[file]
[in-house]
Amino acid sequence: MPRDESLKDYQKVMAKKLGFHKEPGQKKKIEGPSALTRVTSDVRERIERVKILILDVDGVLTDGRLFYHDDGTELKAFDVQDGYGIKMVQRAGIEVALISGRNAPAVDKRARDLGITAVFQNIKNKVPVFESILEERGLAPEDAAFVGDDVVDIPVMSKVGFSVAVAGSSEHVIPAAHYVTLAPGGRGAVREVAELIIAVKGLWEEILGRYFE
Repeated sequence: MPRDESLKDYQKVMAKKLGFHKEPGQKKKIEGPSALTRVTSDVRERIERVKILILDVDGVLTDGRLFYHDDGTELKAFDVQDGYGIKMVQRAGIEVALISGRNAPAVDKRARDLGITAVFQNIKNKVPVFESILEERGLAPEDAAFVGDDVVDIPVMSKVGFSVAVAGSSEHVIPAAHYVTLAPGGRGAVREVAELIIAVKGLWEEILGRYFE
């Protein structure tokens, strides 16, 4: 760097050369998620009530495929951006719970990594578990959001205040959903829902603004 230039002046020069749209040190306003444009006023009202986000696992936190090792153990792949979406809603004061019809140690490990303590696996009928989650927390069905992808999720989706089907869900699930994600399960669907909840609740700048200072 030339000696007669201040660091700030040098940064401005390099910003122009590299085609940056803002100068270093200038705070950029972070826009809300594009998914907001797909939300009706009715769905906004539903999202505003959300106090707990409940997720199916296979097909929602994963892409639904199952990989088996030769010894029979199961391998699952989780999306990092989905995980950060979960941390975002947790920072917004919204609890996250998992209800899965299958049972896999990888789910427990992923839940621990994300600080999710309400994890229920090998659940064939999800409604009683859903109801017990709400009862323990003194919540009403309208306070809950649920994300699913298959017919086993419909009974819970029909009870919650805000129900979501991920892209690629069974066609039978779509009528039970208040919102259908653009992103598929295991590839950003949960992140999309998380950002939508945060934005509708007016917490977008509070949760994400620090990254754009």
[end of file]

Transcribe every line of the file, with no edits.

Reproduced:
[in-house]
Amino acid sequence: MPRDESLKDYQKVMAKKLGFHKEPGQKKKIEGPSALTRVTSDVRERIERVKILILDVDGVLTDGRLFYHDDGTELKAFDVQDGYGIKMVQRAGIEVALISGRNAPAVDKRARDLGITAVFQNIKNKVPVFESILEERGLAPEDAAFVGDDVVDIPVMSKVGFSVAVAGSSEHVIPAAHYVTLAPGGRGAVREVAELIIAVKGLWEEILGRYFE
Repeated sequence: MPRDESLKDYQKVMAKKLGFHKEPGQKKKIEGPSALTRVTSDVRERIERVKILILDVDGVLTDGRLFYHDDGTELKAFDVQDGYGIKMVQRAGIEVALISGRNAPAVDKRARDLGITAVFQNIKNKVPVFESILEERGLAPEDAAFVGDDVVDIPVMSKVGFSVAVAGSSEHVIPAAHYVTLAPGGRGAVREVAELIIAVKGLWEEILGRYFE
């Protein structure tokens, strides 16, 4: 760097050369998620009530495929951006719970990594578990959001205040959903829902603004 230039002046020069749209040190306003444009006023009202986000696992936190090792153990792949979406809603004061019809140690490990303590696996009928989650927390069905992808999720989706089907869900699930994600399960669907909840609740700048200072 030339000696007669201040660091700030040098940064401005390099910003122009590299085609940056803002100068270093200038705070950029972070826009809300594009998914907001797909939300009706009715769905906004539903999202505003959300106090707990409940997720199916296979097909929602994963892409639904199952990989088996030769010894029979199961391998699952989780999306990092989905995980950060979960941390975002947790920072917004919204609890996250998992209800899965299958049972896999990888789910427990992923839940621990994300600080999710309400994890229920090998659940064939999800409604009683859903109801017990709400009862323990003194919540009403309208306070809950649920994300699913298959017919086993419909009974819970029909009870919650805000129900979501991920892209690629069974066609039978779509009528039970208040919102259908653009992103598929295991590839950003949960992140999309998380950002939508945060934005509708007016917490977008509070949760994400620090990254754009």